What is Gum Recession and How Do Gum Grafts Work to Remedy It?

Irina F. Dragan, DG15, assistant professor of periodontology at Tufts University School of Dental Medicine, fills us in

Gum recession can be a result of genetic factors, orthodontics, age, tobacco use, or vigorous tooth brushing. It may even happen to people who take good care of their teeth. Periodontal disease, which is increasing in adults, can lead to recession.

Gums surround the tooth, covering the root. With recession, the gum has begun to pull back from the tooth, potentially exposing the root and making it easier for bacteria to collect at and below the gum line. Because teeth and gums are small, and recession happens over time, people usually do not notice the change when they look in the mirror.

Often the first sign of recession is sensitivity to hot and cold. If not treated, recession can damage the surrounding bone and in severe cases may lead to tooth loss. Usually a dentist will recommend a gum graft if the gum level is not stable and the recession increases over time.

In the most common gum graft procedure, a very small amount of tissue is removed from the roof of the mouth and placed and sutured over the exposed tooth or bone. Patients usually consider the healing of the roof of the mouth to be the most uncomfortable part of the procedure—the discomfort is often compared to having burned that area on hot pizza—so there are donor tissue alternatives that patients can consider in order to eliminate the potential for this discomfort.

Those tissue alternatives have multiple origins: from another human being to an animal origin (cow, pig), and most recently from fish skin. In addition, there is a biologic gel option from animal origins and a technique using a platelet concentrate gel.

Periodontists continue to look for minimally invasive procedures in order to reduce patient discomfort while also delivering comparable results to the traditional suturing technique. 

The patient’s preference usually guides which option is chosen. Depending on the amount of gum tissue that has been lost, taking tissue from the palate may be preferable to ensure there is enough tissue available to cover the root.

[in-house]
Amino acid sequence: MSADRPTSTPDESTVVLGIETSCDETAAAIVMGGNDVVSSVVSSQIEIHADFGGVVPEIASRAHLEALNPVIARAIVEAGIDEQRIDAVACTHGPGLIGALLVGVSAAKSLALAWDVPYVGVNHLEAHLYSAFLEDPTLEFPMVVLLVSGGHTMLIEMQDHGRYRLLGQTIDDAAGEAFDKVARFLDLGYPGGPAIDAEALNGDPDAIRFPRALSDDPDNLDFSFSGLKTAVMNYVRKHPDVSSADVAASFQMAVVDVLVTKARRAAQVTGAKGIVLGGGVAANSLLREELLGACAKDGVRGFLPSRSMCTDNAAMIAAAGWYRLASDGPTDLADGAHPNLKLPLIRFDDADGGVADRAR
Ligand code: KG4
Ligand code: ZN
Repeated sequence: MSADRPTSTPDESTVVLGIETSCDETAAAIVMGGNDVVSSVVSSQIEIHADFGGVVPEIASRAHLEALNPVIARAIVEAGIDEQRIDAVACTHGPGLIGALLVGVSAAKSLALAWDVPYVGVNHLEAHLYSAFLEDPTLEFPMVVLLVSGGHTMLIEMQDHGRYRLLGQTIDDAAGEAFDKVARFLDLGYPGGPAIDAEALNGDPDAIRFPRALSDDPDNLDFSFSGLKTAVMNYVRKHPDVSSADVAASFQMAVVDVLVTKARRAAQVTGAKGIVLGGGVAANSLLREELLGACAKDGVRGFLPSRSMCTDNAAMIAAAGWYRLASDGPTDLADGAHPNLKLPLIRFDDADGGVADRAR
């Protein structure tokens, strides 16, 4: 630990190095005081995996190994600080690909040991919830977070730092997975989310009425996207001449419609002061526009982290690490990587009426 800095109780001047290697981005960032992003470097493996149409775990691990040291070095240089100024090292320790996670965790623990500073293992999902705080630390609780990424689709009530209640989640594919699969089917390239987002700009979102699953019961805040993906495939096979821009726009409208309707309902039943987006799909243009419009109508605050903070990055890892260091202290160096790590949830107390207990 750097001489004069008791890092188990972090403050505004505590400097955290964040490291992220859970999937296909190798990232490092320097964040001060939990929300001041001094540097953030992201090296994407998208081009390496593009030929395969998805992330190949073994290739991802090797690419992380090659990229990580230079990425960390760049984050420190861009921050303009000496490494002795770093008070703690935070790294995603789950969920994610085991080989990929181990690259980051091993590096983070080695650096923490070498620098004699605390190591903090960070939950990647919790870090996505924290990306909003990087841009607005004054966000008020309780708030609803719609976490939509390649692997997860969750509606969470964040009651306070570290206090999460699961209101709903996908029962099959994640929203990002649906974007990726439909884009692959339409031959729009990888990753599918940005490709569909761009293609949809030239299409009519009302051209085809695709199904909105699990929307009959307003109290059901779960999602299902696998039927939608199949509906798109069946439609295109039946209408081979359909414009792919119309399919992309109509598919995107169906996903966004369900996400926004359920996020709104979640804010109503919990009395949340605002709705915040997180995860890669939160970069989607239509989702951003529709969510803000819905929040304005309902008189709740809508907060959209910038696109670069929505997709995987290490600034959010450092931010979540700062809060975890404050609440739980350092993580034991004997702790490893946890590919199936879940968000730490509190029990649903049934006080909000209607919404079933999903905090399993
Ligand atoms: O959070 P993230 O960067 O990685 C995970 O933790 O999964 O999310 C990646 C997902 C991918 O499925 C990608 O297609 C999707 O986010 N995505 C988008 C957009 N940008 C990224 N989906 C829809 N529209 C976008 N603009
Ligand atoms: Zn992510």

But if patients are concerned about the potential discomfort from using their own tissue, recovery time, religious reasons, or if they’re just interested in alternative options, they should talk to their periodontist.

Most likely, the graft will be protected during healing with a dressing like a putty or chewing gum. It is designed to protect the site until a follow-up appointment to check on healing and remove the sutures, if sutures were used, which is usually seven days after surgery.

Patients can use an ice pack to prevent swelling and over-the-counter pain remedies to treat any pain. Sometimes the tissue removal site will be covered with a resin to prevent irritation while the site heals, which can reduce both pain and healing time. The resin will dissolve or fall off on its own.

Patients will typically also be prescribed a bactericidal mouthwash to control plaque while their mouth heals and will be asked to avoid flossing, vigorous brushing, or chewing on the side of the mouth where the graft has been placed.

At another follow-up appointment about two weeks later, the periodontist will make sure the graft has “taken,” or attached to the gums. The graft may appear white or a lighter pink than the rest of the gum, as it takes time for the healing to be complete. The graft will heal six to eight weeks after the surgery. The tissue should be fully healed around six months after surgery.

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